The Tropical Pacific Observing System (TPOS) was originally designed to study large-scale interannual variability by measuring oceanographic and meteorological variables at the air–sea interface, and temperature down through the oceanic thermocline, while recognizing the potential importance of smaller-scale and higher-frequency fluctuations (McPhaden et al. 1998). Satellites have greater spatial resolution than the tropical moored array at the ocean surface, and the Argo program extends the depth range and horizontal resolution of subsurface observations and includes measurements of salinity (Freeland et al. 2010). Originally the 10-day temporal and 3° × 3° spatial sampling scheme of the Argo program was designed and implemented to provide global coverage of the upper ocean, 0–2000 dbar, on broad spatial scales and on time scales of months and longer (Roemmich et al. 1998).

In the tropical Pacific, important variability occurs on diurnal, intraseasonal, seasonal, and longer time scales. Intraseasonal variability in the equatorial waveguide is thought to participate in the evolution of ENSO episodes through eastward-propagating Kelvin waves driven by westerly wind events (WWEs; Harrison and Vecchi 1997; McPhaden et al. 1998; Lengaigne et al. 2003; Eisenman et al. 2005). These propagating thermocline features have a zonal extent of several thousand kilometers, but they also contain shorter-scale variability that is not well resolved by the 15° longitude spacing of TAO/TRITON moorings. However, the relative strengths of TAO/TRITON include velocity measurements that add significant discriminating power and unique information about intraseasonal Kelvin wave dynamics (Kutsuwada and McPhaden 2002). In addition, TAO/TRITON surface fluxes and velocity in combination with temperature can inform the diagnosis of mixed layer temperature variability on intraseasonal time scales (McPhaden 2002).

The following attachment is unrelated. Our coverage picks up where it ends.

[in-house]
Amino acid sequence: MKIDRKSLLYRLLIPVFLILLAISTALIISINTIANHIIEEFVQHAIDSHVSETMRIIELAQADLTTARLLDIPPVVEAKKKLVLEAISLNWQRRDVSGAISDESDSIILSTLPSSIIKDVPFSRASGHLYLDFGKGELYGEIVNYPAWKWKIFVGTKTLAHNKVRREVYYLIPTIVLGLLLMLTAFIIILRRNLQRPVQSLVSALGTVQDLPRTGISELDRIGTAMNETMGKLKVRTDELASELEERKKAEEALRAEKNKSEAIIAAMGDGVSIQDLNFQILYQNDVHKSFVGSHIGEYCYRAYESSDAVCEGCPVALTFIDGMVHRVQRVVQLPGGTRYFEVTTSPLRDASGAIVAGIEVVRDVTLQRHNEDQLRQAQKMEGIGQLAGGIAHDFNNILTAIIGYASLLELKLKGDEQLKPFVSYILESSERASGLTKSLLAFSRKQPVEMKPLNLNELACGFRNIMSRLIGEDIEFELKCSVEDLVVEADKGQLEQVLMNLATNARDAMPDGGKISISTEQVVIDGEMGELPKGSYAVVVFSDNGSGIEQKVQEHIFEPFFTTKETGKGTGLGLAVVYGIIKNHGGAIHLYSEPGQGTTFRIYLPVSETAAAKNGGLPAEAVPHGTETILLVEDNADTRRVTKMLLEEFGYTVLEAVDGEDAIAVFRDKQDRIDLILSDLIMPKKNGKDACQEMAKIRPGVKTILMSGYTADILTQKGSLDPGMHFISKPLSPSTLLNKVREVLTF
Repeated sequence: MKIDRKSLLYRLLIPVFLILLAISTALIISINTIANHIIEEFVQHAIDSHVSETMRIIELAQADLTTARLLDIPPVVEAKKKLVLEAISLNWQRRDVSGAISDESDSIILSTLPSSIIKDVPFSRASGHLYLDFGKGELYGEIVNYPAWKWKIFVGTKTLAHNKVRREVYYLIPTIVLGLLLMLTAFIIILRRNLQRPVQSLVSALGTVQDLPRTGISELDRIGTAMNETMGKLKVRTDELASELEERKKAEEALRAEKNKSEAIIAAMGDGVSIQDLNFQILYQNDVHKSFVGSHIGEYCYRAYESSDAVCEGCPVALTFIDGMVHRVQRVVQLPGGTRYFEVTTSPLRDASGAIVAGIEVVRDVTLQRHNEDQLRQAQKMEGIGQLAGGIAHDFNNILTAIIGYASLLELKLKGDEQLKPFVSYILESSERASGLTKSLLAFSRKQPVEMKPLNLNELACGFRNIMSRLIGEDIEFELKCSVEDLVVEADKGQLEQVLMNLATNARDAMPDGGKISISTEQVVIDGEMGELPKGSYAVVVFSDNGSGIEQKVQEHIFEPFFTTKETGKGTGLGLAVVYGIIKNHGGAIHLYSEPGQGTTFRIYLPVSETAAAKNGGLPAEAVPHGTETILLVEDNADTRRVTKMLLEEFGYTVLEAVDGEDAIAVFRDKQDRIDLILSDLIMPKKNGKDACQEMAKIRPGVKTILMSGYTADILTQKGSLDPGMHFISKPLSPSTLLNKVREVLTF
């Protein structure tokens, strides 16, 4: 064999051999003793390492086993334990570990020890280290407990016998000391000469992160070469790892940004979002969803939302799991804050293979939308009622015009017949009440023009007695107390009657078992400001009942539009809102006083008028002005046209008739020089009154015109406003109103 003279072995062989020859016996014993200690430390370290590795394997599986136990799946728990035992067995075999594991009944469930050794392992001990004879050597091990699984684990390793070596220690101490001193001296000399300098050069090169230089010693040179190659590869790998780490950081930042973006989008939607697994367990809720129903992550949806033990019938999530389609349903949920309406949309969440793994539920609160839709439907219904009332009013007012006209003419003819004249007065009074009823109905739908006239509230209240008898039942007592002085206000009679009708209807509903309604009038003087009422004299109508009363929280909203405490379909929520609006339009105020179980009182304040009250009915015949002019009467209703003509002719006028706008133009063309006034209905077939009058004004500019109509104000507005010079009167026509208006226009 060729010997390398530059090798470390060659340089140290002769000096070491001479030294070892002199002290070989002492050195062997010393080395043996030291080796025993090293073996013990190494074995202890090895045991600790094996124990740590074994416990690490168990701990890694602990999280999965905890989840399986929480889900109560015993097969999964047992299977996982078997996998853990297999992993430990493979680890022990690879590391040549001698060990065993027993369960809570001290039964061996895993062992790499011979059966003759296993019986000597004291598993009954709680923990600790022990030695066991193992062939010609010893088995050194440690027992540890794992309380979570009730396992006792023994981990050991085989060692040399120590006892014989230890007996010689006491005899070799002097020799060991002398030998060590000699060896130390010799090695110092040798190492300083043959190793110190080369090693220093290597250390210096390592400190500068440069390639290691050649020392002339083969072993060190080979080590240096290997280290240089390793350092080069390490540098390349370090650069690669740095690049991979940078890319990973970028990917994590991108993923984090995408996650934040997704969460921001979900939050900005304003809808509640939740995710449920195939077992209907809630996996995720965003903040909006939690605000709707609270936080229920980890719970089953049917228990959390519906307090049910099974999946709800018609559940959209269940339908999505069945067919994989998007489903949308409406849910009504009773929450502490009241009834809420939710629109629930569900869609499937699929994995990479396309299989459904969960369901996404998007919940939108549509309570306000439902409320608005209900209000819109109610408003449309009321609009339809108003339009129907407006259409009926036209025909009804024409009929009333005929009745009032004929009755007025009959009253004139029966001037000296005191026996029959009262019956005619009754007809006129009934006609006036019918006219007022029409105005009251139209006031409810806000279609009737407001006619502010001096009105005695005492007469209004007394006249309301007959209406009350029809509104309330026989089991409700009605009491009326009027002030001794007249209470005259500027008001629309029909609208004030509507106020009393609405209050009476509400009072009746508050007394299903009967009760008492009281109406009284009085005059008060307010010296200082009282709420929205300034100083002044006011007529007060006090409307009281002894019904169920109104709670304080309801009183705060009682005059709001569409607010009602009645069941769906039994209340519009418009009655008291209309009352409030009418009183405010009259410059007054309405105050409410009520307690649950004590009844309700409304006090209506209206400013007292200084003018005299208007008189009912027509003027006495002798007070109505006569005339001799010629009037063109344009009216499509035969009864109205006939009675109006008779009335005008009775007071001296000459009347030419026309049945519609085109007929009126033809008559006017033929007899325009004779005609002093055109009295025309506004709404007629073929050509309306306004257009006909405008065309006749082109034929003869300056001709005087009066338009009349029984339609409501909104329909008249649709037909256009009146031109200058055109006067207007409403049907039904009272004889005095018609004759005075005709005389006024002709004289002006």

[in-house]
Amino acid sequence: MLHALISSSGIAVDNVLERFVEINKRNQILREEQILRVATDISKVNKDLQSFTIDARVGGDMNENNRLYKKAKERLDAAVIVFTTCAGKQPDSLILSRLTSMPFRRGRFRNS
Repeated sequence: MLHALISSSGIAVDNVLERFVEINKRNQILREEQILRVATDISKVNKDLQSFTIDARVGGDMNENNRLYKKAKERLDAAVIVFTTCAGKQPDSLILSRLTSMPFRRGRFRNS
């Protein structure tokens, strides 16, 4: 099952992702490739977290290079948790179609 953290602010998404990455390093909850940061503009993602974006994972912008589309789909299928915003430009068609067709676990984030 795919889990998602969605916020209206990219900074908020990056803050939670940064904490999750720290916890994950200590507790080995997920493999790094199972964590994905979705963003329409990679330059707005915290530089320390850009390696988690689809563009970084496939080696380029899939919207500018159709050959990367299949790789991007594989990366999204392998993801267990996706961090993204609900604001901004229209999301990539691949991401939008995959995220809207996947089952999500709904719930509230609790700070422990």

Several studies have investigated how various observing system components contribute to improving model-based ocean analyses and reanalyses or to the skill of seasonal forecasts (Smith and Haines 2009; Balmaseda and Anderson 2009). These studies highlight the dominant impacts of the TAO/TRITON array in comparison to Argo and altimetry on seasonal forecast skills, but they focus on time periods before 2006, when the Argo array had not yet achieved its designed configuration. Other studies are underway now to determine how various datasets constrain ocean analyses. In addition to data coverage, the length of time series, including altimetry, TAO/TRITON, and Argo, can also affect their impact on data syntheses.

Here, we focus on Argo impacts in the tropical Pacific observing system. Early models of Argo floats, spending about 12 h on the sea surface during each cycle, were carried out of the equatorial band by surface layer Ekman divergence. Newer models, using Iridium communications, mitigate this problem with 15-min surface periods, enabling much longer residence times on the equator (see supplemental Fig. 1). To test Argo’s ability to observe intraseasonal variability, the existing Argo array was enhanced by 41 floats deployed along the equator from 100°W to 160°E from January to March 2014. The new deployments are expected to improve the description of intraseasonal variability and to be valuable in modeling and data assimilation for the full range of intraseasonal and longer-term variability in the equatorial Pacific Ocean.